Why Not Tri?

Today I give a little love to triathlons, the often misunderstood and feared endurance sport out there. Tri’s are my favorite events to train for and they’re a heckuva lot of fun to do.

Really. Just look at that post-race smile.

Newbies are often surprised to know that a tri doesn’t have to be a balls-out Iron Man event, with stick-thin, chiseled maniacs running around a tropical island. Not every triathlon ends at midnight with athletes staggering, legs a-quivering, to the finish line.

There are much shorter, much more manageable triathlons. Many let you finish in time for brunch.

For an excellent look at triathlons from an average person’s perspective, you have to read the 2004 book “Slow Fat Triathlete: Live Your Athletic Dreams in the Body You Have Now” by Jayne Williams. It’s not only instructional, insightful and inspirational (so many I’s!), it’s also freakin’ hilarious. Incidentally, Jayne’s got a blog of her own for you to peruse.

But back to the task of getting you to consider a tri.

I’ve noticed more and more people competing in local tri’s (not that I’ve done a ton), but I still think some people are reluctant to consider training for one.

Perhaps it’s the idea of the swim portion of the tri that scares people off. I don’t know. (If you clicked on the link, don’t panic – it’s not really like that).

I urge everyone wanting to change their workout routines or get in shape to consider training for one.

Why:

  • The variety in your training schedule keeps you interested. Running day after day gets old. With a tri, you’ve got three sports to mix it up.
  • Triathlon training requires less of a time commitment than a running or biking event (usually – Iron Man races and their half-versionss are a different beast). Of course, maybe you take forever to swim, and therefore, those workouts take longer than a 6-mile run, but I doubt it.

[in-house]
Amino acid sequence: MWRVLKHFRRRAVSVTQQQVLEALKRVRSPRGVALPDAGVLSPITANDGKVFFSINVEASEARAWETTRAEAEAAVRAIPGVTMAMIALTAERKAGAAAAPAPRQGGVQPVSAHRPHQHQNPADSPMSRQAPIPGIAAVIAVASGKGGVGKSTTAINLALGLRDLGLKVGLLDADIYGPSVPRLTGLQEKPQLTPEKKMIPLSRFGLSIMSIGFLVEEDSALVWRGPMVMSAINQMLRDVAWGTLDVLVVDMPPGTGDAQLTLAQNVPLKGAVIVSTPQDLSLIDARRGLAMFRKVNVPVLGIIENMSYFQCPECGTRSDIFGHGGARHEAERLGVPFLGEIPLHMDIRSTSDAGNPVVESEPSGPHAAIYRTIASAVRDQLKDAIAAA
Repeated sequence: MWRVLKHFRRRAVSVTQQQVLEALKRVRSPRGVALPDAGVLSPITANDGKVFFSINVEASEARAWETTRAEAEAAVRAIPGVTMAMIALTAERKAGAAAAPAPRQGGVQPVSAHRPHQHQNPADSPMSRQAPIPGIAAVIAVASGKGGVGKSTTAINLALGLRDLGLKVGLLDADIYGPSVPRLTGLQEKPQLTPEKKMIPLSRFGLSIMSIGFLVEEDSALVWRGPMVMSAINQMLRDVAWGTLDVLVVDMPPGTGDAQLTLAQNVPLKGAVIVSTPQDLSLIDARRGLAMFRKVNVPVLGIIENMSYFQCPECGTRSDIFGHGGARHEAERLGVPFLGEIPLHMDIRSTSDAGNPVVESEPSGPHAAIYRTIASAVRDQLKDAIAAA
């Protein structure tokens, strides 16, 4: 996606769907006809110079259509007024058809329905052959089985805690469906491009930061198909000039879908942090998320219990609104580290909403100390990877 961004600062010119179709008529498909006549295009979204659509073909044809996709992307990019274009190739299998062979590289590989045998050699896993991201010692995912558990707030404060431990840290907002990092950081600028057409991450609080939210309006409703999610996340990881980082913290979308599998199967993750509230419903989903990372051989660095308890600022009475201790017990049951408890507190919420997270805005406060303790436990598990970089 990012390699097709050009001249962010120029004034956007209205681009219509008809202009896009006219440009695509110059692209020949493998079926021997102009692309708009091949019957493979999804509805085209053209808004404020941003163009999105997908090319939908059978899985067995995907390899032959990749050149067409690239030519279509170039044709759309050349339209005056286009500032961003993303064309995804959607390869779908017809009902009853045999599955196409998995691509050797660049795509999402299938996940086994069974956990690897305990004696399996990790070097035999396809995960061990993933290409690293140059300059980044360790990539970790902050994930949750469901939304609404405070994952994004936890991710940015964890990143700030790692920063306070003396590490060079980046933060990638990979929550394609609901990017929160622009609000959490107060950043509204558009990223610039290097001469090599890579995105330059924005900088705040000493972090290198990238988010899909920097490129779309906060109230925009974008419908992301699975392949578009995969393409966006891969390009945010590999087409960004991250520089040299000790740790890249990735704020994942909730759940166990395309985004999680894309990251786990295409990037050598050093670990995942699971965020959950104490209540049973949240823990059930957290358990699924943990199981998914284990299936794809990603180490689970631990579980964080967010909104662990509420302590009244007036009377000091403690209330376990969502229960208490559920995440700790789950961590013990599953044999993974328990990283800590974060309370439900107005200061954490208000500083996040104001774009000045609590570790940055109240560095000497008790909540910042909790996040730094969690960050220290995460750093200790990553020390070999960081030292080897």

• A race could take but an hour of your weekend morning, as opposed to the hours a half-marathon or marathon eat up. Don’t even get me started on how long a century ride takes.
  • There are more and more beginner-friendly ones offered out there. My sister-in-law, Amy, and I tried the Methodist Hospital Women’s Triathlon at Chalco Hills Recreation Area last year and loved the atmosphere of racing alongside women and young girls enjoying themselves. There was no kicks to the face in the water, no near-collisions on the bike, and a nearly flat out-and-back run. It was non-competitive and you got to pick your distance for the bike and run. Amy wanted some variety in her workouts and the triathlon offered just the ticket. She’s used to being in a gym, so this shook things up for her. She’s not what you’d consider a strong swimmer, either (she might hold her nose from time to time). But, like the rock star she is, she finished the triathlon, with a smile. Amy said she’d do it again this year, so it must not have been that bad.

 

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About kareiner

I'm an active mom who loves to cook. I'm passionate about health and fitness. I'm no expert, nutritionist, personal trainer or miracle worker. I just like being active and I like good food.
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4 Responses to Why Not Tri?

  1. Kelly Robinson says:

    I’ve been inspired by you, Kevin, Amy and yes, even my own husband. I’m still shocked I’ve signed up for a trek up the tower and a 1/2 marathon. And I would like to do the women’s tri with you and Amy this summer.

  2. kareiner says:

    @Kelly, after having a half-marathon under your belt, you’ll have no problem with the women’s tri.

  3. Angel says:

    Thanks for the kind words on my blog!
    This is a very nice post! I know a lot of runners who graduate from running to go into triathlon.
    I, for one, would probably go down the path in the future although for the moment, I’d like to really improve on my running first.
    And oh, I need to learn how to swim! haha!

  4. Pingback: Your First Triathlon | body mind and stomach

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